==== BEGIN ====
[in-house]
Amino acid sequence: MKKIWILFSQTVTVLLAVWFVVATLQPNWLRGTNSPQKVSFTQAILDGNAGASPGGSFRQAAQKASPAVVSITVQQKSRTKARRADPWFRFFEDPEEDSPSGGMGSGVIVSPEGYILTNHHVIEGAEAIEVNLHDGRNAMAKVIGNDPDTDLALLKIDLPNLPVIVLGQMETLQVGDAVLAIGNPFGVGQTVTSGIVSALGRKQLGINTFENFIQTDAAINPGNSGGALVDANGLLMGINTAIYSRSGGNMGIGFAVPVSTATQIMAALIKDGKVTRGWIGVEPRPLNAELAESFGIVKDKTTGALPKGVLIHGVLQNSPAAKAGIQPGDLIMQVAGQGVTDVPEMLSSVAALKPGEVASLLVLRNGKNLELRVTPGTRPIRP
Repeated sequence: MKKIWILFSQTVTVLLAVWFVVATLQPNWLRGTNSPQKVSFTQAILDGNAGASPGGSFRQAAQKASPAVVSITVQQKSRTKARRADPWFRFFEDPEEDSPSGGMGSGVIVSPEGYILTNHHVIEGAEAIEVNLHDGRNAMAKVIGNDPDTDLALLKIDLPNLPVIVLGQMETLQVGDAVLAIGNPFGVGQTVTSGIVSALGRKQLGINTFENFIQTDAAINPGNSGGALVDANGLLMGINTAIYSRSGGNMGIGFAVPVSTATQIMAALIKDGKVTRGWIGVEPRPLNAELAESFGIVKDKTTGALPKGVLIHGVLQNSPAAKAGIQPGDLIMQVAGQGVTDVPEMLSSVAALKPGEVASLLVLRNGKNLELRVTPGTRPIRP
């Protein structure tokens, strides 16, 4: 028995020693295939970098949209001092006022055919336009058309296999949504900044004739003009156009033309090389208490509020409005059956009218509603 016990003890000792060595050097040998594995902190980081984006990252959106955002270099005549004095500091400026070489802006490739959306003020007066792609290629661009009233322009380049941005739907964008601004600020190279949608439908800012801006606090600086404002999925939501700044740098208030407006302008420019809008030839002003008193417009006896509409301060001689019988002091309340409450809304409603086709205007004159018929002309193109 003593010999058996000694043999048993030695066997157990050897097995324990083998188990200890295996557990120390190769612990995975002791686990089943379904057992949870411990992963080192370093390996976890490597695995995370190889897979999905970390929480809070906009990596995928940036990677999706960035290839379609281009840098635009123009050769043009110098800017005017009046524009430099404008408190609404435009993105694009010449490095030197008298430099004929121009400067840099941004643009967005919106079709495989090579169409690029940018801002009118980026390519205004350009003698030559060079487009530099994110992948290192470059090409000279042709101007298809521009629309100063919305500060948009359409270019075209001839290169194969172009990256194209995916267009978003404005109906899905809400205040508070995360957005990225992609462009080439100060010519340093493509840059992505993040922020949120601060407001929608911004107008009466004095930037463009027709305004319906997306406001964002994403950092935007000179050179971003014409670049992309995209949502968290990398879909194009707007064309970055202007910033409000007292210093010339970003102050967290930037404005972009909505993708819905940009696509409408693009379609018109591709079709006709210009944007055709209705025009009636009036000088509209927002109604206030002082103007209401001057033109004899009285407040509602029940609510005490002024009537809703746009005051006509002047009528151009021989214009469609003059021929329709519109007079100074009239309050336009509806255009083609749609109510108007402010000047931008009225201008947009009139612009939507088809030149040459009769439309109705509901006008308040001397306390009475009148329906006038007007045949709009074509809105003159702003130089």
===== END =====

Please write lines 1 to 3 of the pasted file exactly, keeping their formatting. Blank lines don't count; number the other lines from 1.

[in-house]
Amino acid sequence: MKKIWILFSQTVTVLLAVWFVVATLQPNWLRGTNSPQKVSFTQAILDGNAGASPGGSFRQAAQKASPAVVSITVQQKSRTKARRADPWFRFFEDPEEDSPSGGMGSGVIVSPEGYILTNHHVIEGAEAIEVNLHDGRNAMAKVIGNDPDTDLALLKIDLPNLPVIVLGQMETLQVGDAVLAIGNPFGVGQTVTSGIVSALGRKQLGINTFENFIQTDAAINPGNSGGALVDANGLLMGINTAIYSRSGGNMGIGFAVPVSTATQIMAALIKDGKVTRGWIGVEPRPLNAELAESFGIVKDKTTGALPKGVLIHGVLQNSPAAKAGIQPGDLIMQVAGQGVTDVPEMLSSVAALKPGEVASLLVLRNGKNLELRVTPGTRPIRP
Repeated sequence: MKKIWILFSQTVTVLLAVWFVVATLQPNWLRGTNSPQKVSFTQAILDGNAGASPGGSFRQAAQKASPAVVSITVQQKSRTKARRADPWFRFFEDPEEDSPSGGMGSGVIVSPEGYILTNHHVIEGAEAIEVNLHDGRNAMAKVIGNDPDTDLALLKIDLPNLPVIVLGQMETLQVGDAVLAIGNPFGVGQTVTSGIVSALGRKQLGINTFENFIQTDAAINPGNSGGALVDANGLLMGINTAIYSRSGGNMGIGFAVPVSTATQIMAALIKDGKVTRGWIGVEPRPLNAELAESFGIVKDKTTGALPKGVLIHGVLQNSPAAKAGIQPGDLIMQVAGQGVTDVPEMLSSVAALKPGEVASLLVLRNGKNLELRVTPGTRPIRP